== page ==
Does the above solution show programming competence in any meaningful way? Of course not.

How about an implicit requirement that I implement a solution like I would implement a "real" program? In that case, I would immediately google a solution--probably trying StackOverflow first. In under five minutes, this yielded a beautiful solution that's potentially even a one-liner. However, it took more than five minutes just to type up and fix the typos. (Which, for this particular case, were all spelling errors.)


'''Fizz Buzz implementation. See Wikipedia entry for requirements.

Input: None
Output is one of: { loop_counter_value | Fizz | Buzz | FizzBuzz }

Tried to make the program as simple to understand as possible.
But did not try to hide from Python idiom.
So simple-to-understand != easy-to-understand necessarily.
Depends on familiarity with Python.

From snippet found on StackOverflow.

Basic idea is that divisibility can be calculated using modulo arithmetic.
That is, if x is divisible by y, then (not x % y) is true, else false.
Everything else is just Python tricks.

Validation and Verification: Inspected that results met requirements.

'''

# Range of numbers to determine FizzBuzz for:
smallest = 1
largest = 100

for i in range(smallest, largest + 1):
    print (not i % 3) * 'Fizz' + (not i % 5) * 'Buzz' or str(i)

All the comments are because real code is documented and my implicit requirement was to imitate real code. So does this demonstrate competence? No. What about the fact I took more than a trivial amount of time. More than five minutes. Is the above code outside the abilities of many programmers given sufficient time and knowledge of the basic idea described in the code's comments? No.

A crucial point is the trick about modulo arithmetic. A competent programmer could go their entire career, depending on their domain expertise, without every having to take the remainder of any number. Much less test it.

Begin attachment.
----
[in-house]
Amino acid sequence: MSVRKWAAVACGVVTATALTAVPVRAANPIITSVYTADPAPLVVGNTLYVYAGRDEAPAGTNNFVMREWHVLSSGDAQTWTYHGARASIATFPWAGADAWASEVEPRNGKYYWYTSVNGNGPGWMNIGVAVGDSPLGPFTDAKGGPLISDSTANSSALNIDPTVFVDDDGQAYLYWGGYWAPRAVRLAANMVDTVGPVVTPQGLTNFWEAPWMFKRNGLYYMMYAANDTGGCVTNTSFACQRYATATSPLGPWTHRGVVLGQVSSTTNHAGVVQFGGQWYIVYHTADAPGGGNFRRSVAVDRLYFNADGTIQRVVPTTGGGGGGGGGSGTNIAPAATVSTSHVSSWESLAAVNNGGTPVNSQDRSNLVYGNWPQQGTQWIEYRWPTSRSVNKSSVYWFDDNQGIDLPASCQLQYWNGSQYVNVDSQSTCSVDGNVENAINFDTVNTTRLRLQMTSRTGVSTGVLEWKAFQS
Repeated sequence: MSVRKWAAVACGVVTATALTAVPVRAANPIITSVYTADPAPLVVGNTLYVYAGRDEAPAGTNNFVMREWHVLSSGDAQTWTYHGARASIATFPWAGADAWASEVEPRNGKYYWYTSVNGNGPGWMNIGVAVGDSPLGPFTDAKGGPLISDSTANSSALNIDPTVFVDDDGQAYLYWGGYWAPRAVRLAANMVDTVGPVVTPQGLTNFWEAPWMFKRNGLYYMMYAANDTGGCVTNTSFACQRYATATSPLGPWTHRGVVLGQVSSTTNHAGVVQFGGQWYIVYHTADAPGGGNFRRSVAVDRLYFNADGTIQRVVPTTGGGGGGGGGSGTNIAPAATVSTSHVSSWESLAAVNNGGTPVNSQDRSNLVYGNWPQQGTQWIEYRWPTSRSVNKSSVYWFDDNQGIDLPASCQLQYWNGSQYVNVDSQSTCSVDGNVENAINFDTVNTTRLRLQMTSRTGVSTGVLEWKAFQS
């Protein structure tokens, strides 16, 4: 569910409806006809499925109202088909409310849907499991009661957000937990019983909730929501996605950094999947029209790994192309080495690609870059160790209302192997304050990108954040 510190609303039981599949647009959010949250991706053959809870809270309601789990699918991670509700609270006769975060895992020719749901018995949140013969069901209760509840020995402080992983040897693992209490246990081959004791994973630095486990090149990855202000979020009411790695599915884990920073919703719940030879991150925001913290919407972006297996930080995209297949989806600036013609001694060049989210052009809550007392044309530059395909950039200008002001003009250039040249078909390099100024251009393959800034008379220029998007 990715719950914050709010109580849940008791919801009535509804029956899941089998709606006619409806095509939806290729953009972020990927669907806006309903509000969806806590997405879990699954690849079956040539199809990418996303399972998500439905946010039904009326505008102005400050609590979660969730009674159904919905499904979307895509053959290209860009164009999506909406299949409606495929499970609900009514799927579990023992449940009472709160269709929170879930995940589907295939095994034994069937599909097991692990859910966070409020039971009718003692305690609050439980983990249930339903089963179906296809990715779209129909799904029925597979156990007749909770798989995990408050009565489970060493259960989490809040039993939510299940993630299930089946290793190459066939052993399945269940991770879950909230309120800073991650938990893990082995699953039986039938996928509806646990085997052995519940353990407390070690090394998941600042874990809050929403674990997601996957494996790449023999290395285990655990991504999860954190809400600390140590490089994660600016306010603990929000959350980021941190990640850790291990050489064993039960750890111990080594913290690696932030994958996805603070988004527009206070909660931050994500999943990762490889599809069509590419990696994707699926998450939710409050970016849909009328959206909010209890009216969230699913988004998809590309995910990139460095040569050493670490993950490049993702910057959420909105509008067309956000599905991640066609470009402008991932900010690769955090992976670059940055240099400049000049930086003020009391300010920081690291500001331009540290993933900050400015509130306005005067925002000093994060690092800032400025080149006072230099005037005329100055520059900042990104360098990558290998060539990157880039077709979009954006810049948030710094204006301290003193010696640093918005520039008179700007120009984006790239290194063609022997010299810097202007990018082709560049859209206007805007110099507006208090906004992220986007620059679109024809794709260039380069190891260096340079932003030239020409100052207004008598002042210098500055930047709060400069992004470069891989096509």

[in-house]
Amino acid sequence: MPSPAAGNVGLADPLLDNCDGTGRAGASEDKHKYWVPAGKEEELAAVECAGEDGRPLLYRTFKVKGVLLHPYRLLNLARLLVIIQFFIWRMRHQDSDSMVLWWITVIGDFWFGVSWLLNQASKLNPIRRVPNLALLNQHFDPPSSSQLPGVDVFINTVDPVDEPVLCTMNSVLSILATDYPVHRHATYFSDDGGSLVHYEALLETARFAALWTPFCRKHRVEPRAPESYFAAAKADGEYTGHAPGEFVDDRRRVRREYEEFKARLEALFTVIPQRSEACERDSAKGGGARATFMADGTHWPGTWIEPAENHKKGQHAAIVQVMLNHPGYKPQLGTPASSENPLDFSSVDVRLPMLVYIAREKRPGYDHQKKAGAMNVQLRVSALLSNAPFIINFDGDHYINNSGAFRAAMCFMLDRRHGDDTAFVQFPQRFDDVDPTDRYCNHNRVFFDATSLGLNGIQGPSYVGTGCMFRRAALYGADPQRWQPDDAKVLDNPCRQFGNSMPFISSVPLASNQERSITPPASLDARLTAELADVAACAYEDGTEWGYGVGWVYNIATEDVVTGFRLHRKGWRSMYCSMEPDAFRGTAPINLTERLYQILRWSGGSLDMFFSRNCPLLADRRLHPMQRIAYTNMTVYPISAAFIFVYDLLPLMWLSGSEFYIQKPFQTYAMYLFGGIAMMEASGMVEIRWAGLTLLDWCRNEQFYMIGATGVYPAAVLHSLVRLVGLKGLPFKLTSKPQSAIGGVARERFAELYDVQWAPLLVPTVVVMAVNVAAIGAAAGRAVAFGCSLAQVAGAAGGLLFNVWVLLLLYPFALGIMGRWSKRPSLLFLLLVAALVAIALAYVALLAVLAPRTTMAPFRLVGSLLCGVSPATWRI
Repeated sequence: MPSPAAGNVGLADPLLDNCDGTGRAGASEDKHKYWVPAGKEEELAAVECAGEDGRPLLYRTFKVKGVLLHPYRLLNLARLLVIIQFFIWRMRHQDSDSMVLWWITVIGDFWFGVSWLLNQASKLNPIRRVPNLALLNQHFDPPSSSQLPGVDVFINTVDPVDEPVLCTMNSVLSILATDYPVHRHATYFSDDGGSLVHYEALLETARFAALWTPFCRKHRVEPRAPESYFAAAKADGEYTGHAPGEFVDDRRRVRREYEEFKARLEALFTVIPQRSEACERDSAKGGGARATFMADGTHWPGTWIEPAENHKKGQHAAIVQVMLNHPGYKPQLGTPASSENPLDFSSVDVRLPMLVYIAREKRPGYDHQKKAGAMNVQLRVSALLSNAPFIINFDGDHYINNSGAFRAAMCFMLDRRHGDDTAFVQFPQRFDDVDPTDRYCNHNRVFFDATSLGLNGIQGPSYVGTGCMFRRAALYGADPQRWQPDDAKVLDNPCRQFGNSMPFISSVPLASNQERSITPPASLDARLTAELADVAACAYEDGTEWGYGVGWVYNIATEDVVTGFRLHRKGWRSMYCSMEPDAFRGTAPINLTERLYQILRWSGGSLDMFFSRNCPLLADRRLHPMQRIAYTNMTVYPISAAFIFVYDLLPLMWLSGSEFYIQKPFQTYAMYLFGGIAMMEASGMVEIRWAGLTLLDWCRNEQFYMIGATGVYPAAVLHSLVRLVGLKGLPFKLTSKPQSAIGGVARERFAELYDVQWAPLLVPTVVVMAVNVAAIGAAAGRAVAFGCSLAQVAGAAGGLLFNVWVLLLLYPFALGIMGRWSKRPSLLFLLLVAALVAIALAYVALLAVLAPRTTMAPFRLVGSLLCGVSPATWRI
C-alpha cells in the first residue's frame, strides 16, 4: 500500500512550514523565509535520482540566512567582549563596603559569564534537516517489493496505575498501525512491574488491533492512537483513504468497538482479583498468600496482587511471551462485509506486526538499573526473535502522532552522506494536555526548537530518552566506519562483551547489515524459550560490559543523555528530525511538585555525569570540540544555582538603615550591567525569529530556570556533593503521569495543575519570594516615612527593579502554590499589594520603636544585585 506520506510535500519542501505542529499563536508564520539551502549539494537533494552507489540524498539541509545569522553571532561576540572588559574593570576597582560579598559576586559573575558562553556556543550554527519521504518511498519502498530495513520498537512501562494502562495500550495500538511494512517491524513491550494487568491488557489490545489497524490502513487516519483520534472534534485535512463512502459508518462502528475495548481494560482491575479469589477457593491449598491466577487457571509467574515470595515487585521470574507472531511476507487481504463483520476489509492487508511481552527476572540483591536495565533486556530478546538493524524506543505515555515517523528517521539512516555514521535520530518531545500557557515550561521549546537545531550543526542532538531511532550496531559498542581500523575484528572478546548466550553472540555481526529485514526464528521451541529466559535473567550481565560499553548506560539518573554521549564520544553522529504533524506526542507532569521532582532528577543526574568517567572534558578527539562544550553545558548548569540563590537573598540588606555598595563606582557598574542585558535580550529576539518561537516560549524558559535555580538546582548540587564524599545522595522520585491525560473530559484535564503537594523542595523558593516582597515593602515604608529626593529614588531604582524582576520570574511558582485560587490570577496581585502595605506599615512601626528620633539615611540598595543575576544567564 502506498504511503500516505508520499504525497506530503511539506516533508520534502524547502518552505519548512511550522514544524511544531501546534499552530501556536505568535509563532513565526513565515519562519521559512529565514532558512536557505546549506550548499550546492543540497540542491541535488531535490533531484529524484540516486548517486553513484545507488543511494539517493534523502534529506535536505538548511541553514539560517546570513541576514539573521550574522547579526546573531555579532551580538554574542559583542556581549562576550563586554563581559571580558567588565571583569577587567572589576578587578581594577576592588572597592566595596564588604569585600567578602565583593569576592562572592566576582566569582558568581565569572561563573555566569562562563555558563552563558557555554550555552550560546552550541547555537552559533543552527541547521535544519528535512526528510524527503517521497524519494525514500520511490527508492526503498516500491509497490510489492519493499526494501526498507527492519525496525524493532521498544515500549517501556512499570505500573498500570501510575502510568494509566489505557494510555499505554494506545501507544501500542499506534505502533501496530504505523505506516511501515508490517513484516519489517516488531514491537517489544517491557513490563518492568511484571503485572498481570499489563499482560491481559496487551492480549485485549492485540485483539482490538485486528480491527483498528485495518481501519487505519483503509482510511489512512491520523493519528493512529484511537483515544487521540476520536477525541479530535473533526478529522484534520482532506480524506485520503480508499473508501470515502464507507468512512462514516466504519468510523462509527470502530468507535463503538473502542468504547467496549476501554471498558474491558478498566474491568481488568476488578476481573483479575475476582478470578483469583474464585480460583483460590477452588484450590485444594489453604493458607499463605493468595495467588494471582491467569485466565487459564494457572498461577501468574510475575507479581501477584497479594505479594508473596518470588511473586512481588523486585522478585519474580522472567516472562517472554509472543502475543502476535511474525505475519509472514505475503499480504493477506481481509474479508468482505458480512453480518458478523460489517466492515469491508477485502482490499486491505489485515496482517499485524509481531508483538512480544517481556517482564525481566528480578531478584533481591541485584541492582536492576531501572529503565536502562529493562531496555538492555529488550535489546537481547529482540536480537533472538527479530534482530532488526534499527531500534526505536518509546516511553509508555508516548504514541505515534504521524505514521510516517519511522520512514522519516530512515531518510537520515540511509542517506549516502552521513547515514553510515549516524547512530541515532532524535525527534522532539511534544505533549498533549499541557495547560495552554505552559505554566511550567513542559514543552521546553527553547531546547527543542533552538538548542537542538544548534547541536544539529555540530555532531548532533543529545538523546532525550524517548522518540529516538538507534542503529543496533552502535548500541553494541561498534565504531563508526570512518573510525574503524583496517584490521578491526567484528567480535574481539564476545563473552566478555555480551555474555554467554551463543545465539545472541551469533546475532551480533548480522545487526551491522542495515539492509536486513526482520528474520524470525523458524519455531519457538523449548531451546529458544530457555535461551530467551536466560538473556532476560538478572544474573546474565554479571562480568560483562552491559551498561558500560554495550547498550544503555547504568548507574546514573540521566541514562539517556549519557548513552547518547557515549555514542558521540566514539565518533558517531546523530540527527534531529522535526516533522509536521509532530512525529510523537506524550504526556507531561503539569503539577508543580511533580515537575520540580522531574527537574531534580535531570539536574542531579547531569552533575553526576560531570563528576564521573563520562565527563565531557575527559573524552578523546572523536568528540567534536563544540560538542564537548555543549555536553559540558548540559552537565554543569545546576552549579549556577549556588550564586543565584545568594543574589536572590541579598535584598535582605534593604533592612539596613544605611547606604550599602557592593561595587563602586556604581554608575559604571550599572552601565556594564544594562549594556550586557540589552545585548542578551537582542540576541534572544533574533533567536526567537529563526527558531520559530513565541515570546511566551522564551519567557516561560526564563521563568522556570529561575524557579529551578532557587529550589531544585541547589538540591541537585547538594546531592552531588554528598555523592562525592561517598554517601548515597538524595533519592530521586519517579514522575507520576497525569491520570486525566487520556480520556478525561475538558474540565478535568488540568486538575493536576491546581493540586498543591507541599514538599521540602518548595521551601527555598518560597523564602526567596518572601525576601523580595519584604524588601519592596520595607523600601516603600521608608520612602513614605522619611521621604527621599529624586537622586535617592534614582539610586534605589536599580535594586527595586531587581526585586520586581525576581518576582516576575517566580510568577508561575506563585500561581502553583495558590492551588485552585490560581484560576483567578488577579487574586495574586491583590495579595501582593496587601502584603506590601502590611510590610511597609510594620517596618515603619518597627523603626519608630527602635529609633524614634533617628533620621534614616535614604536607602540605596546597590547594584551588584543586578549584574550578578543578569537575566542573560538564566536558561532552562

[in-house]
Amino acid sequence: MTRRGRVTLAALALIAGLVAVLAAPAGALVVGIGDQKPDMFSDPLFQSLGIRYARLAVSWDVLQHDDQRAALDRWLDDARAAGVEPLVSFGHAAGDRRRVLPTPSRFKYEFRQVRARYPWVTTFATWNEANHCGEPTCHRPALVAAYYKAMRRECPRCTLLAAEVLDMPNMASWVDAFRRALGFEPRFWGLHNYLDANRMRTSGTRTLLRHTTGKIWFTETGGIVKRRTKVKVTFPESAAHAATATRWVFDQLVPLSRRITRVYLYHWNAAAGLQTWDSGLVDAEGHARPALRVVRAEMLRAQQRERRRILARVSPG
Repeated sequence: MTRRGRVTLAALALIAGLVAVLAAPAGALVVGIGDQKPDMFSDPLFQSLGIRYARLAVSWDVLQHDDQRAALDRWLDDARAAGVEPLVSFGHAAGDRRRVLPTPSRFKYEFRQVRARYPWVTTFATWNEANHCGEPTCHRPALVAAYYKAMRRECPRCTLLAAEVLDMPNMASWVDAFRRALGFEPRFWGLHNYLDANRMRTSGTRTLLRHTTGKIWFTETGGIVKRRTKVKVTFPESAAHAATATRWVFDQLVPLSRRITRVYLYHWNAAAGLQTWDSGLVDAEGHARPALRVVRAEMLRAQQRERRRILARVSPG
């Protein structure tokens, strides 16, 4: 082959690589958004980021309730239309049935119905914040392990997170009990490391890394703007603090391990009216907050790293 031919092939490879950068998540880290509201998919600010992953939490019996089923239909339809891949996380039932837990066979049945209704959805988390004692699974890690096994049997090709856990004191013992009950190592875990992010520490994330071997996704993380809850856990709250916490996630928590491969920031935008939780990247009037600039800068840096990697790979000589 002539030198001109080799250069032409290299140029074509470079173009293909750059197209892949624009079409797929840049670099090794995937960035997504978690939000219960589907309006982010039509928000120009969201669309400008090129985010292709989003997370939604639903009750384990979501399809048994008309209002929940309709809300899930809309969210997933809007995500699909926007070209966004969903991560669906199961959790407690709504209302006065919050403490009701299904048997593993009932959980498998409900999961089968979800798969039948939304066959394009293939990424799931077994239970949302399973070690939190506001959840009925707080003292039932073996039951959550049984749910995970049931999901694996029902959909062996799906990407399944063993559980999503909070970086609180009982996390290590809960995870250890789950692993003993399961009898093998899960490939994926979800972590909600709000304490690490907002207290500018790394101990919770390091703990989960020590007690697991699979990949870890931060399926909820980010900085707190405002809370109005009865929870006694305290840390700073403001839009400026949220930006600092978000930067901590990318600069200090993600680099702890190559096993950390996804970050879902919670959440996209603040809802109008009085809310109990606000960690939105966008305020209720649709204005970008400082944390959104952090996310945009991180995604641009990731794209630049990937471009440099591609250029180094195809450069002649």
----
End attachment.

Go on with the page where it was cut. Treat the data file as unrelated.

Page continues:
Having googled Fizz Buzz and seen various solutions in various languages, could I now implement a typical solution from memory in under five minutes in a language I haven't seen it implemented in? Here is the implementation I came up with in Go (golang).


package main

import (
 "fmt"
)

func main() {
 smallest := 1
 largest := 100
 for i := smallest; i < largest+1; i++ {
  fizz := i%3 == 0
  buzz := i%5 == 0
  if !(fizz || buzz) {
   fmt.Print(i)
  } else {
   if fizz {
    fmt.Print("Fizz")
   }
   if buzz {
    fmt.Print("Buzz")
   }
  }
  fmt.Println()
 }
}

No. The above took more than five minutes. Quite a bit more. I was not as familiar with the details of Go syntax as I thought I was. I cannot write more than a few lines of code without making some kind of mistake. I had to look up the command for automatic reformatting.

Finally, what if I reimplemented the above solution in a language I am very comfortable with? Say, C++?


#include <iostream>
using namespace std;

int main() {
 int smallest = 1;
 int largest = 100;

 bool fizz;
 bool buzz;

 for (int i = smallest; i < largest+1; i++) {
  fizz = i % 3 == 0;
  buzz = i % 5 == 0;
  if (!(fizz || buzz)) {
   cout << i;
  } else {
   if (fizz) {
    cout << "Fizz";
   }
   if (buzz) {
    cout << "Buzz";
   }
  }
        cout << endl;
 }
}

Yes. I could essentially copy the solution from Go to C++ in under five minutes. Does this demonstrate I am a competent programmer? No.

In conclusion, despite the seeming consensus of expert programmer/bloggers, Fizz Buzz is NOT a trivial exercise for any competent programmer. It is a tenable belief that there are no trivial tests for either competency or incompentency. The evidence about Fizz Buzz can be taken at face value. I would never require an interviewee to implement Fizz Buzz.